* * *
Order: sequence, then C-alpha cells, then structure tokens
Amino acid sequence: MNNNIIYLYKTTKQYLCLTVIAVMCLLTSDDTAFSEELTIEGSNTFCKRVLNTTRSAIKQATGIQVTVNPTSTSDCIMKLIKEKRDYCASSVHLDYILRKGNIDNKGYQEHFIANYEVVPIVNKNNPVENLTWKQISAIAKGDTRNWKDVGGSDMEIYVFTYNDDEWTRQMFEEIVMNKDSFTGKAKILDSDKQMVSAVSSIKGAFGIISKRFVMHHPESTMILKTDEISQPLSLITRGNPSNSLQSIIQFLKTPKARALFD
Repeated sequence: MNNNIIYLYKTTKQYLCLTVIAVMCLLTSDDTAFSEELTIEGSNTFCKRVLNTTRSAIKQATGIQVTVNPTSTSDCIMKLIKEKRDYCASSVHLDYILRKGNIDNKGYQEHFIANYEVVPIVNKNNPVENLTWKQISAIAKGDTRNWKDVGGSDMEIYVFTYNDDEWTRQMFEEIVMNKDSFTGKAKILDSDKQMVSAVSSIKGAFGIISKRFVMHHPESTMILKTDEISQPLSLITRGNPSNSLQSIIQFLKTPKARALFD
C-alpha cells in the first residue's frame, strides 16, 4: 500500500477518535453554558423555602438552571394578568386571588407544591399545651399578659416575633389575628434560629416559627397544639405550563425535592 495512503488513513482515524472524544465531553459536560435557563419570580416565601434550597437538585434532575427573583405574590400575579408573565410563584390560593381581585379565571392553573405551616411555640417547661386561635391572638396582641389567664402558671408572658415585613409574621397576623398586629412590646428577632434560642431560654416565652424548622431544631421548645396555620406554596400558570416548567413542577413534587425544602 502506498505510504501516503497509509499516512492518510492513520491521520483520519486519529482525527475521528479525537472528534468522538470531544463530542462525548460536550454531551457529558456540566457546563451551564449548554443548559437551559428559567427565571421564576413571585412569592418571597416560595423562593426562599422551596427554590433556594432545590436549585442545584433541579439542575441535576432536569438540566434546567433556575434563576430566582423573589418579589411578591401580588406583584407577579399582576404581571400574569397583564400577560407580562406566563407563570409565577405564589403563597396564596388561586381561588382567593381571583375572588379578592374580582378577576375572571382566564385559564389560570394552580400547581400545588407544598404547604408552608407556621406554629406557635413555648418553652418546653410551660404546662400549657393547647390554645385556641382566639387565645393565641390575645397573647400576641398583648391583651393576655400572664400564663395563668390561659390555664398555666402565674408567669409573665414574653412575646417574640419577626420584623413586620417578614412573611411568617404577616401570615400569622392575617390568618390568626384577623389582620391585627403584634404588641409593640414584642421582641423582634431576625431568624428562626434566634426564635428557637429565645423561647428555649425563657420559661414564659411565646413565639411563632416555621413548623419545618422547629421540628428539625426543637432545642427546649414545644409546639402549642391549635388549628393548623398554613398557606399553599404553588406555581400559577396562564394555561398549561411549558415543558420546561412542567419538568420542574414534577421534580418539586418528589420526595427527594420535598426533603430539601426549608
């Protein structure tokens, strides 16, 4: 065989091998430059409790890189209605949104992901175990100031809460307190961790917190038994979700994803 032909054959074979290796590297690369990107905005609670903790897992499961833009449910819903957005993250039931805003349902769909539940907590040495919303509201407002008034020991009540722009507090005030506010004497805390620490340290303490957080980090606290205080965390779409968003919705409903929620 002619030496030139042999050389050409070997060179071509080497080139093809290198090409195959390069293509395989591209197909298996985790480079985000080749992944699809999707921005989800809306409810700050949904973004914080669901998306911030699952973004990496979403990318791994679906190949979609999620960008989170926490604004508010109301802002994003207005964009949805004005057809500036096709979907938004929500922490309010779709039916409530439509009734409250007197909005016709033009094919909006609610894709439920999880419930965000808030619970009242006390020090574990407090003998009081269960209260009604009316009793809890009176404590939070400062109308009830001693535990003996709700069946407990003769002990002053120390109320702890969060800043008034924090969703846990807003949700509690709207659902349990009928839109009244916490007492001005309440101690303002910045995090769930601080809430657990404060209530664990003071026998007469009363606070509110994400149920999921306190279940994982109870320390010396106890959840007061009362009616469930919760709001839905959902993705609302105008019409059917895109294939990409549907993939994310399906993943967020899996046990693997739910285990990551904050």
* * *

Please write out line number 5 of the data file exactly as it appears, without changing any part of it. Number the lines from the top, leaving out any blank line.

């Protein structure tokens, strides 16, 4: 065989091998430059409790890189209605949104992901175990100031809460307190961790917190038994979700994803 032909054959074979290796590297690369990107905005609670903790897992499961833009449910819903957005993250039931805003349902769909539940907590040495919303509201407002008034020991009540722009507090005030506010004497805390620490340290303490957080980090606290205080965390779409968003919705409903929620 002619030496030139042999050389050409070997060179071509080497080139093809290198090409195959390069293509395989591209197909298996985790480079985000080749992944699809999707921005989800809306409810700050949904973004914080669901998306911030699952973004990496979403990318791994679906190949979609999620960008989170926490604004508010109301802002994003207005964009949805004005057809500036096709979907938004929500922490309010779709039916409530439509009734409250007197909005016709033009094919909006609610894709439920999880419930965000808030619970009242006390020090574990407090003998009081269960209260009604009316009793809890009176404590939070400062109308009830001693535990003996709700069946407990003769002990002053120390109320702890969060800043008034924090969703846990807003949700509690709207659902349990009928839109009244916490007492001005309440101690303002910045995090769930601080809430657990404060209530664990003071026998007469009363606070509110994400149920999921306190279940994982109870320390010396106890959840007061009362009616469930919760709001839905959902993705609302105008019409059917895109294939990409549907993939994310399906993943967020899996046990693997739910285990990551904050």